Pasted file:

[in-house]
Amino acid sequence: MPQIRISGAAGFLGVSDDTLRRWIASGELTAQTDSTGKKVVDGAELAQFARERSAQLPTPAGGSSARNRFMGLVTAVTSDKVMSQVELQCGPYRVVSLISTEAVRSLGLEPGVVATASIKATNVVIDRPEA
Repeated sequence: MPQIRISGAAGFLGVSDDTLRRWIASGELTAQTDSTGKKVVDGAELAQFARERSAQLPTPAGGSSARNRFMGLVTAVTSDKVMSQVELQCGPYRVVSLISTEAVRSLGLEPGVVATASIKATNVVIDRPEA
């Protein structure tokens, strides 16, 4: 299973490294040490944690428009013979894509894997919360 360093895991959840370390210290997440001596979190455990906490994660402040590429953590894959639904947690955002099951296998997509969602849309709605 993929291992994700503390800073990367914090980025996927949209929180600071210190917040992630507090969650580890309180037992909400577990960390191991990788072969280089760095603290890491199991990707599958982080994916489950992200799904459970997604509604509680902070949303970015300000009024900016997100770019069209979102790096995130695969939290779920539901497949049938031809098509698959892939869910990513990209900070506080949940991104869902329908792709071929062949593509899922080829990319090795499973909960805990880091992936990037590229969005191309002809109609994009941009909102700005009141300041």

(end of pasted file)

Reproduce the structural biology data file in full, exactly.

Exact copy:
[in-house]
Amino acid sequence: MPQIRISGAAGFLGVSDDTLRRWIASGELTAQTDSTGKKVVDGAELAQFARERSAQLPTPAGGSSARNRFMGLVTAVTSDKVMSQVELQCGPYRVVSLISTEAVRSLGLEPGVVATASIKATNVVIDRPEA
Repeated sequence: MPQIRISGAAGFLGVSDDTLRRWIASGELTAQTDSTGKKVVDGAELAQFARERSAQLPTPAGGSSARNRFMGLVTAVTSDKVMSQVELQCGPYRVVSLISTEAVRSLGLEPGVVATASIKATNVVIDRPEA
């Protein structure tokens, strides 16, 4: 299973490294040490944690428009013979894509894997919360 360093895991959840370390210290997440001596979190455990906490994660402040590429953590894959639904947690955002099951296998997509969602849309709605 993929291992994700503390800073990367914090980025996927949209929180600071210190917040992630507090969650580890309180037992909400577990960390191991990788072969280089760095603290890491199991990707599958982080994916489950992200799904459970997604509604509680902070949303970015300000009024900016997100770019069209979102790096995130695969939290779920539901497949049938031809098509698959892939869910990513990209900070506080949940991104869902329908792709071929062949593509899922080829990319090795499973909960805990880091992936990037590229969005191309002809109609994009941009909102700005009141300041």